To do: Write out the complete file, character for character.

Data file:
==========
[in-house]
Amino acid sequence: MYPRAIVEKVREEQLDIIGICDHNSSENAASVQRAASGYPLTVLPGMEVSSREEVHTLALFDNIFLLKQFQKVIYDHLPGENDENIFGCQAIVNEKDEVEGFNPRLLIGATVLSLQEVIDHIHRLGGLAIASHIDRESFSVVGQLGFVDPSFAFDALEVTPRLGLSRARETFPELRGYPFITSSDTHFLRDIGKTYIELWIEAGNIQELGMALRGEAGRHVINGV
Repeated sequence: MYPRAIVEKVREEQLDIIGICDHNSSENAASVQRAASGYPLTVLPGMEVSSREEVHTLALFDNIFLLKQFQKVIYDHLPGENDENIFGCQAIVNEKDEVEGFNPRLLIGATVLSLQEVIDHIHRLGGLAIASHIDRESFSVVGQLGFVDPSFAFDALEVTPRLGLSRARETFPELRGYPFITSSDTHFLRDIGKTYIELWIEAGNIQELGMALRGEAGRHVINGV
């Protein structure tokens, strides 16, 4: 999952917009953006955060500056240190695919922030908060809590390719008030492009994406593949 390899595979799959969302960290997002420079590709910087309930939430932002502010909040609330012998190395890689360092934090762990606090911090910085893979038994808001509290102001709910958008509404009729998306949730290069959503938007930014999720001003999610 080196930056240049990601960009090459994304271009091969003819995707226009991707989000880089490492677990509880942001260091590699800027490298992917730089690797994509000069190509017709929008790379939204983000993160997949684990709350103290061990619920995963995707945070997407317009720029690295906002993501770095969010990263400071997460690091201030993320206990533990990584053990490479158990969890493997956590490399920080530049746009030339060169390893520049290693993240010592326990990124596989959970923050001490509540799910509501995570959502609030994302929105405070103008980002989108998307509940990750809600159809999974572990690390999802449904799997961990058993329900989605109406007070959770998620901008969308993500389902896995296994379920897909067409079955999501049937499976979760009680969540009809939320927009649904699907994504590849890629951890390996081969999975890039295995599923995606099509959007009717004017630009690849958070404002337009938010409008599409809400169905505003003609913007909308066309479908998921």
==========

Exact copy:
[in-house]
Amino acid sequence: MYPRAIVEKVREEQLDIIGICDHNSSENAASVQRAASGYPLTVLPGMEVSSREEVHTLALFDNIFLLKQFQKVIYDHLPGENDENIFGCQAIVNEKDEVEGFNPRLLIGATVLSLQEVIDHIHRLGGLAIASHIDRESFSVVGQLGFVDPSFAFDALEVTPRLGLSRARETFPELRGYPFITSSDTHFLRDIGKTYIELWIEAGNIQELGMALRGEAGRHVINGV
Repeated sequence: MYPRAIVEKVREEQLDIIGICDHNSSENAASVQRAASGYPLTVLPGMEVSSREEVHTLALFDNIFLLKQFQKVIYDHLPGENDENIFGCQAIVNEKDEVEGFNPRLLIGATVLSLQEVIDHIHRLGGLAIASHIDRESFSVVGQLGFVDPSFAFDALEVTPRLGLSRARETFPELRGYPFITSSDTHFLRDIGKTYIELWIEAGNIQELGMALRGEAGRHVINGV
């Protein structure tokens, strides 16, 4: 999952917009953006955060500056240190695919922030908060809590390719008030492009994406593949 390899595979799959969302960290997002420079590709910087309930939430932002502010909040609330012998190395890689360092934090762990606090911090910085893979038994808001509290102001709910958008509404009729998306949730290069959503938007930014999720001003999610 080196930056240049990601960009090459994304271009091969003819995707226009991707989000880089490492677990509880942001260091590699800027490298992917730089690797994509000069190509017709929008790379939204983000993160997949684990709350103290061990619920995963995707945070997407317009720029690295906002993501770095969010990263400071997460690091201030993320206990533990990584053990490479158990969890493997956590490399920080530049746009030339060169390893520049290693993240010592326990990124596989959970923050001490509540799910509501995570959502609030994302929105405070103008980002989108998307509940990750809600159809999974572990690390999802449904799997961990058993329900989605109406007070959770998620901008969308993500389902896995296994379920897909067409079955999501049937499976979760009680969540009809939320927009649904699907994504590849890629951890390996081969999975890039295995599923995606099509959007009717004017630009690849958070404002337009938010409008599409809400169905505003003609913007909308066309479908998921």